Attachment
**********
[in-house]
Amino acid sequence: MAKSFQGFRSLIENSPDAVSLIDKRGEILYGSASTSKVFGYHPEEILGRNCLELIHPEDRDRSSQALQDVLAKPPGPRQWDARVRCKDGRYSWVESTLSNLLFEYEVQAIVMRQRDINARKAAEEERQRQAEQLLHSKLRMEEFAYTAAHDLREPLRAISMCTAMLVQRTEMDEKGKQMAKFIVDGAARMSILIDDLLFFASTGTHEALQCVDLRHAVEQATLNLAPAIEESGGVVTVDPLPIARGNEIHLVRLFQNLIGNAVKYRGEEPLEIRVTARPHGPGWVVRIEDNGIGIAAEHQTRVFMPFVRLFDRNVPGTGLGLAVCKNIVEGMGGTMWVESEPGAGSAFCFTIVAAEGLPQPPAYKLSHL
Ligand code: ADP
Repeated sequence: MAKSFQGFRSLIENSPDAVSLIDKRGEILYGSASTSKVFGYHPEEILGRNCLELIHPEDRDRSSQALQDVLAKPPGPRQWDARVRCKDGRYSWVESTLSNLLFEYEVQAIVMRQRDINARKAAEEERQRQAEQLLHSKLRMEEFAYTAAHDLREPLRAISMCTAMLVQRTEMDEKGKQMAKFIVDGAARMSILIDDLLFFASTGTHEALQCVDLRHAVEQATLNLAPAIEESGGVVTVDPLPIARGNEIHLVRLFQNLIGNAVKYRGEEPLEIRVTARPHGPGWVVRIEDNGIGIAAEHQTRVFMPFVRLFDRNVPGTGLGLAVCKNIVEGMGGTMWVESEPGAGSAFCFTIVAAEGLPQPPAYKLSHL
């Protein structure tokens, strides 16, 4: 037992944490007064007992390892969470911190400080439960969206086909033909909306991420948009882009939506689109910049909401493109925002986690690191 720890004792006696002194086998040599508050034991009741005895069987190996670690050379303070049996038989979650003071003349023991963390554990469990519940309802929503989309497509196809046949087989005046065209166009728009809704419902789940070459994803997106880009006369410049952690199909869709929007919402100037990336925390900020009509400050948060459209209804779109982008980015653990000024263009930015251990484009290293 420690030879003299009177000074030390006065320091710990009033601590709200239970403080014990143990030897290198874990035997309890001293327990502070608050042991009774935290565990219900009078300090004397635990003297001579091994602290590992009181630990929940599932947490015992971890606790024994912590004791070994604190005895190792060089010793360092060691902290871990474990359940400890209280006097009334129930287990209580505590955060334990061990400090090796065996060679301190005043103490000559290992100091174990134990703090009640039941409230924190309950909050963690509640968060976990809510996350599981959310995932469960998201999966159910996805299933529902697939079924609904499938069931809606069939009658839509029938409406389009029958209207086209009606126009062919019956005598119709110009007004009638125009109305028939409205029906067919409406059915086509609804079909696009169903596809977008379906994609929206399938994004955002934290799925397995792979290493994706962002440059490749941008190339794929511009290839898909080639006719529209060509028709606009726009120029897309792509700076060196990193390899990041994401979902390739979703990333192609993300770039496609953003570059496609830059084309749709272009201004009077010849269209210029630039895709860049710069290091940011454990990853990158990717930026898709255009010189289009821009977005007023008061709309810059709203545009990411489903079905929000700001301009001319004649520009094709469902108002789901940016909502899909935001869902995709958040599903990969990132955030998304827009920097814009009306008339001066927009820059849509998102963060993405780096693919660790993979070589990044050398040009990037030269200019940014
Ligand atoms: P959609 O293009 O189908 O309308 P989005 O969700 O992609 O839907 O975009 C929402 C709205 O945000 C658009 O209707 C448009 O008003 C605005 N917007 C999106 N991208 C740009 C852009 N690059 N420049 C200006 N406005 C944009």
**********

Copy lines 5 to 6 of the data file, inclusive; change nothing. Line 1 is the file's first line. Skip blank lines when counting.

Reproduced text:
């Protein structure tokens, strides 16, 4: 037992944490007064007992390892969470911190400080439960969206086909033909909306991420948009882009939506689109910049909401493109925002986690690191 720890004792006696002194086998040599508050034991009741005895069987190996670690050379303070049996038989979650003071003349023991963390554990469990519940309802929503989309497509196809046949087989005046065209166009728009809704419902789940070459994803997106880009006369410049952690199909869709929007919402100037990336925390900020009509400050948060459209209804779109982008980015653990000024263009930015251990484009290293 420690030879003299009177000074030390006065320091710990009033601590709200239970403080014990143990030897290198874990035997309890001293327990502070608050042991009774935290565990219900009078300090004397635990003297001579091994602290590992009181630990929940599932947490015992971890606790024994912590004791070994604190005895190792060089010793360092060691902290871990474990359940400890209280006097009334129930287990209580505590955060334990061990400090090796065996060679301190005043103490000559290992100091174990134990703090009640039941409230924190309950909050963690509640968060976990809510996350599981959310995932469960998201999966159910996805299933529902697939079924609904499938069931809606069939009658839509029938409406389009029958209207086209009606126009062919019956005598119709110009007004009638125009109305028939409205029906067919409406059915086509609804079909696009169903596809977008379906994609929206399938994004955002934290799925397995792979290493994706962002440059490749941008190339794929511009290839898909080639006719529209060509028709606009726009120029897309792509700076060196990193390899990041994401979902390739979703990333192609993300770039496609953003570059496609830059084309749709272009201004009077010849269209210029630039895709860049710069290091940011454990990853990158990717930026898709255009010189289009821009977005007023008061709309810059709203545009990411489903079905929000700001301009001319004649520009094709469902108002789901940016909502899909935001869902995709958040599903990969990132955030998304827009920097814009009306008339001066927009820059849509998102963060993405780096693919660790993979070589990044050398040009990037030269200019940014
Ligand atoms: P959609 O293009 O189908 O309308 P989005 O969700 O992609 O839907 O975009 C929402 C709205 O945000 C658009 O209707 C448009 O008003 C605005 N917007 C999106 N991208 C740009 C852009 N690059 N420049 C200006 N406005 C944009």